The Off-track Thoroughbred community has been getting to know Robin Coblyn pretty well lately, mostly because of her home-bred gelding, Four X The Trouble (Tempyst), who has been lighting up the screens with his handsome face ever since the Retired Racehorse Trainer Challenge started in January. Coblyn breeds and sells Thoroughbreds; whenever she can, she re-acquires them when their racing days are done, as was the case with Tempyst.
But her interest in helping retired racehorses doesn’t stop with the foals she bred and raised herself. Coblyn is also involved with Maryland’s Thoroughbred Placement and Rescue (TPR) and is a key member of a very big project that the charity is developing: “New Track, New Life,” a DVD series and retraining manual created especially for the growing numbers of people about to mount up on their first OTTB. I spoke with Coblyn about this exciting project, and, she explained, it all has to do with the hard work of racehorse trainer and TPR president, Kimberly Clark.
Clark, Coblyn explains, has been devoting her time and energy to retraining Thoroughbreds for years, even while she was still training at the racetrack. “Kim is incredibly passionate about these animals,” Coblyn says. “The number of horses she has placed, and where they are, and what they are doing, is just phenomenal.”
In helping owners retire their racehorses and placing them with new riders, Clarks found that people who weren’t racetrackers didn’t understand how their horses had been treated all their lives. Misinformation and miscommunication — and the frequently used term “fire-breathing dragon” — were scaring people away from OTTBs.
“People didn’t understand their horses and couldn’t deal with them the way the horses were used to,” Coblyn says. “People need some kind of understanding of the racetrack life. Kim wrote a blog with some simple retraining concepts, addressing those questions like ‘why won’t my horse pick up his hoof when I’m standing on his right side?’ and ‘Is it safe to ride my horse in a group?'”
Clark’s online training manual, A Guide to Understanding and Retraining Your Off Track Thoroughbred, was written to help riders and trainers understand the OTTB’s unique lifestyle and prior training. It is currently available in PDF form on TPR’s website, goodhorse.org.
Eventually, Clarks and a group of other Thoroughbred enthusiasts founded Thoroughbred Placement and Rescue. After putting together the 501c3 and creating TPR, the idea came to make Kim’s blog into a DVD series with an accompanying book. Coblyn, who has been a film producer since 1989, was the perfect fit for the DVD project. Naturally, she’s pretty happy about the job. “I’m finally getting to do things with horses,” she says, “And that is my passion!”
The DVDs would explain not just how to retrain an OTTB, but what their life had been like before, from the breeding farm, to the training center, to the racetrack. “It’s good for riders and also for organizations and rescues that might get in an OTTB for the first time and get stuck, because they don’t know what to do with one. OTTBs are turning up everywhere,” Coblyn says, not just at Thoroughbred-specific aftercare programs.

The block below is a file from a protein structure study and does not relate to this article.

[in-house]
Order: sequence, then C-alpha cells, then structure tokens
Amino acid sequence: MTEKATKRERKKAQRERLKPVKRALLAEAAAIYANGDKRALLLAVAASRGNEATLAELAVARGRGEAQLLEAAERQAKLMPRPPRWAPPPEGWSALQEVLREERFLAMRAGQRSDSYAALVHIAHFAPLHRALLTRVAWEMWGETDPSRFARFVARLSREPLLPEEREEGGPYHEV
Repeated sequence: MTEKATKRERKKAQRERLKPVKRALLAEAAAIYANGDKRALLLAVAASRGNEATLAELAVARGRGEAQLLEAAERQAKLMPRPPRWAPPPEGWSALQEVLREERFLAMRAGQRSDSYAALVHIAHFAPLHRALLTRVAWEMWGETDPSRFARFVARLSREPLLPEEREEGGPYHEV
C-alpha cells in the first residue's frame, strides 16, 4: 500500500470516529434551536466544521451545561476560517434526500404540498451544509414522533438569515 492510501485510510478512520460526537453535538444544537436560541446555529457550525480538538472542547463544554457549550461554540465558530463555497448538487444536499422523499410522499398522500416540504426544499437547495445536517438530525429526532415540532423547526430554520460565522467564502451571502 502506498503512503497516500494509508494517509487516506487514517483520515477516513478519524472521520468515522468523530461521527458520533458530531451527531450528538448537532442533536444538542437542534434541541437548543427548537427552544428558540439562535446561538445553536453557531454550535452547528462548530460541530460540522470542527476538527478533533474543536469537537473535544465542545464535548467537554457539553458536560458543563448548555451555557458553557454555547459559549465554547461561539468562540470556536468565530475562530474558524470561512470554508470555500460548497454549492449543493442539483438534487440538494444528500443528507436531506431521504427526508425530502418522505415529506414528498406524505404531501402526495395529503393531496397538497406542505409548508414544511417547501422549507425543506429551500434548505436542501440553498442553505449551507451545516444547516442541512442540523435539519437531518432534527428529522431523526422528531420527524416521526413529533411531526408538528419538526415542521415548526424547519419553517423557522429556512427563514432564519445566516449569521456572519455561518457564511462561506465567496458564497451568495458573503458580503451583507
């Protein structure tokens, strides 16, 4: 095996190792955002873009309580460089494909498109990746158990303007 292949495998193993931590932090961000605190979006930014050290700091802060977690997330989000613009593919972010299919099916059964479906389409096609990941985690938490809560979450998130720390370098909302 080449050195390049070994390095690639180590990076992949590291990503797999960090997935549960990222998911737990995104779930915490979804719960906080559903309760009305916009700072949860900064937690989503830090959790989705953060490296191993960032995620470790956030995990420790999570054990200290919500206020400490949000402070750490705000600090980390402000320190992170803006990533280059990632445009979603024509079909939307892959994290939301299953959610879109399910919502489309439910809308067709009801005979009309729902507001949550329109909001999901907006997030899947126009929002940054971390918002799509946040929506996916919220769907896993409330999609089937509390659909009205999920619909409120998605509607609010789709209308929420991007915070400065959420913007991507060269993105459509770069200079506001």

TPR’s eventual plan is to release two DVDs, one on “Racetrack Life” and one on “Retraining,” with an accompanying book that riders can take out to the barn with them. “We need to finish the on-the-track production, and then film Kim in the retraining process,” Coblyn explains. “The DVDs will be divided into chapters, with 8 to 12 minute segments—information bites that are the right size to think about and digest.”
Finding the money for such a big production has taken time, and is on-going, but the TPR team has gotten started with filming anyway. “We started fundraising last year,” Coblyn says. “We got a small grant from Thoroughbred Charities of America, but that’s gone. We put in four or five days of filming at Fair Hill and have used some of that to create a promo.”
Coblyn’s background in film production has been a big help in getting the promo video created. “I found other film professionals who would offer their skills for a non-profit at a reduced rate. Then I bought myself a computer and software, and taught myself how to edit.”
Even the voice-over artist on the video comes from within TPR’s ranks; it’s board member, former hunter/jumper rider, and exercise rider Lucy Krone. “She’s the tour guide to teach people what goes on at the track,” Coblyn says.
The promotional video is for the continuing fundraising effort, as TPR seeks grants and individual donations, as well as seeking strategic partnerships within the racing industry and with fellow aftercare groups. “I think there’s a lot of synergy there, if groups are willing to work together. We have meetings with people in the industry; we’re branching out instead of just going with the grant organizations.
“This is important for racing. If horse racing wants to continue as a viable sport, they need to prove they are an industry that can take care of their own.”
TPR’s New Track New Life Promotional Video. They request OTTB enthusiasts share it widely!
For more information, or If you want to donate to TPR, visit their website at goodhorse.org.